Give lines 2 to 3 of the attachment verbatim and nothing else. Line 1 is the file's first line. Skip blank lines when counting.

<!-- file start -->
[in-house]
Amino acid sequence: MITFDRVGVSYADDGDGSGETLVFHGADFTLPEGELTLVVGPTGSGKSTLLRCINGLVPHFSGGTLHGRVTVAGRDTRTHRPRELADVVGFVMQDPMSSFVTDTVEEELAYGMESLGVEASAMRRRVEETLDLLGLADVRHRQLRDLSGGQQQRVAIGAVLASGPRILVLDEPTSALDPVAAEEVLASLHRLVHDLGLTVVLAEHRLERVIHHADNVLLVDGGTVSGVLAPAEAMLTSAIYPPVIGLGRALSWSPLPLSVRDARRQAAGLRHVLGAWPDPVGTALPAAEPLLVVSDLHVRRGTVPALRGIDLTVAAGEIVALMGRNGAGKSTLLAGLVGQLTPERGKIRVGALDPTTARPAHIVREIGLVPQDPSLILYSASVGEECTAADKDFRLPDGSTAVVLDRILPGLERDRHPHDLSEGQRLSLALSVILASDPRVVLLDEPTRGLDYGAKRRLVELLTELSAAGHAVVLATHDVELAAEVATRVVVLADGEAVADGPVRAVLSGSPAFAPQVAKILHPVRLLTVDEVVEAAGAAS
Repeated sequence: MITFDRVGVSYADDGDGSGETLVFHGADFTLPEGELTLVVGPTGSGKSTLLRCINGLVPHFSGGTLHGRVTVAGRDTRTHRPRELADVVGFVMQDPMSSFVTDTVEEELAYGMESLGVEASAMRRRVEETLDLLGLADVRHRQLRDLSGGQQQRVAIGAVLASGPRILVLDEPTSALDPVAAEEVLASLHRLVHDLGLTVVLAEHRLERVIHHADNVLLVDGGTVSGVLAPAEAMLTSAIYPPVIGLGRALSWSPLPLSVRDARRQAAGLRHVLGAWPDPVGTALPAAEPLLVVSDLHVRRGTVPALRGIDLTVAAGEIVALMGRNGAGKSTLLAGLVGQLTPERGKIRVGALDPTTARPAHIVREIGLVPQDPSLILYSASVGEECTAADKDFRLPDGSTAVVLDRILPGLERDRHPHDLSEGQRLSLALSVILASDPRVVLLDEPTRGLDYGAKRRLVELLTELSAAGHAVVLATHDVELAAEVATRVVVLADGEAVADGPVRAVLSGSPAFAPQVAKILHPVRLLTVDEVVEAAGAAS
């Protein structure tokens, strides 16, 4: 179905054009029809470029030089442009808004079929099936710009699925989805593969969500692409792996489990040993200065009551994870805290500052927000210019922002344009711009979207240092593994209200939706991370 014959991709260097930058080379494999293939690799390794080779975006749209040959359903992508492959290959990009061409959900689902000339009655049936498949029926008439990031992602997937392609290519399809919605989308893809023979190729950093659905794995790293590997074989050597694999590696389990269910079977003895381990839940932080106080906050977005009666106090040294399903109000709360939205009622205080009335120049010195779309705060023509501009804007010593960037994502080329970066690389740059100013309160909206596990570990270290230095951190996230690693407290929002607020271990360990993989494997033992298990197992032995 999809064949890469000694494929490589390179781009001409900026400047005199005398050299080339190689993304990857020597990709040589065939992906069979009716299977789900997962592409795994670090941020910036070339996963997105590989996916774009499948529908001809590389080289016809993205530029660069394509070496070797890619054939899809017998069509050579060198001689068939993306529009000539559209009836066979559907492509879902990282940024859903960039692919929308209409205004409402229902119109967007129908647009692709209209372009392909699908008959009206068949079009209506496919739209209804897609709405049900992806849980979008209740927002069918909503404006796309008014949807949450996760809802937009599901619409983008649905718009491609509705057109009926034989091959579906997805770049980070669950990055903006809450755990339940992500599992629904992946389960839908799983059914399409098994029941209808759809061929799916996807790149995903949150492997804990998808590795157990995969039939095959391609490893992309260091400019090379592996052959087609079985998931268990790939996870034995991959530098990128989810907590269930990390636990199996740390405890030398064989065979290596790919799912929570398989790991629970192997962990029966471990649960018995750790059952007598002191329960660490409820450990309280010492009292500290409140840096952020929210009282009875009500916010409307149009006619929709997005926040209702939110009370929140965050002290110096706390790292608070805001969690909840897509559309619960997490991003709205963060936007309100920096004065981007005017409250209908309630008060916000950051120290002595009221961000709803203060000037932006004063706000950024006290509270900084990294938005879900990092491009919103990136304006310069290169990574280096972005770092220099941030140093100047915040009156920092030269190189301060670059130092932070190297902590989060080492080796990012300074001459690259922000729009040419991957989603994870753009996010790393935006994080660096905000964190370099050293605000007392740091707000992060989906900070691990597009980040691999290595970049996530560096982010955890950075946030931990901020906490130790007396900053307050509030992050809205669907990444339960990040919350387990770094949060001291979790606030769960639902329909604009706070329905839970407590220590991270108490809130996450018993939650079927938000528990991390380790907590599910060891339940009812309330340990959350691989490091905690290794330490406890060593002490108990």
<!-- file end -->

Amino acid sequence: MITFDRVGVSYADDGDGSGETLVFHGADFTLPEGELTLVVGPTGSGKSTLLRCINGLVPHFSGGTLHGRVTVAGRDTRTHRPRELADVVGFVMQDPMSSFVTDTVEEELAYGMESLGVEASAMRRRVEETLDLLGLADVRHRQLRDLSGGQQQRVAIGAVLASGPRILVLDEPTSALDPVAAEEVLASLHRLVHDLGLTVVLAEHRLERVIHHADNVLLVDGGTVSGVLAPAEAMLTSAIYPPVIGLGRALSWSPLPLSVRDARRQAAGLRHVLGAWPDPVGTALPAAEPLLVVSDLHVRRGTVPALRGIDLTVAAGEIVALMGRNGAGKSTLLAGLVGQLTPERGKIRVGALDPTTARPAHIVREIGLVPQDPSLILYSASVGEECTAADKDFRLPDGSTAVVLDRILPGLERDRHPHDLSEGQRLSLALSVILASDPRVVLLDEPTRGLDYGAKRRLVELLTELSAAGHAVVLATHDVELAAEVATRVVVLADGEAVADGPVRAVLSGSPAFAPQVAKILHPVRLLTVDEVVEAAGAAS
Repeated sequence: MITFDRVGVSYADDGDGSGETLVFHGADFTLPEGELTLVVGPTGSGKSTLLRCINGLVPHFSGGTLHGRVTVAGRDTRTHRPRELADVVGFVMQDPMSSFVTDTVEEELAYGMESLGVEASAMRRRVEETLDLLGLADVRHRQLRDLSGGQQQRVAIGAVLASGPRILVLDEPTSALDPVAAEEVLASLHRLVHDLGLTVVLAEHRLERVIHHADNVLLVDGGTVSGVLAPAEAMLTSAIYPPVIGLGRALSWSPLPLSVRDARRQAAGLRHVLGAWPDPVGTALPAAEPLLVVSDLHVRRGTVPALRGIDLTVAAGEIVALMGRNGAGKSTLLAGLVGQLTPERGKIRVGALDPTTARPAHIVREIGLVPQDPSLILYSASVGEECTAADKDFRLPDGSTAVVLDRILPGLERDRHPHDLSEGQRLSLALSVILASDPRVVLLDEPTRGLDYGAKRRLVELLTELSAAGHAVVLATHDVELAAEVATRVVVLADGEAVADGPVRAVLSGSPAFAPQVAKILHPVRLLTVDEVVEAAGAAS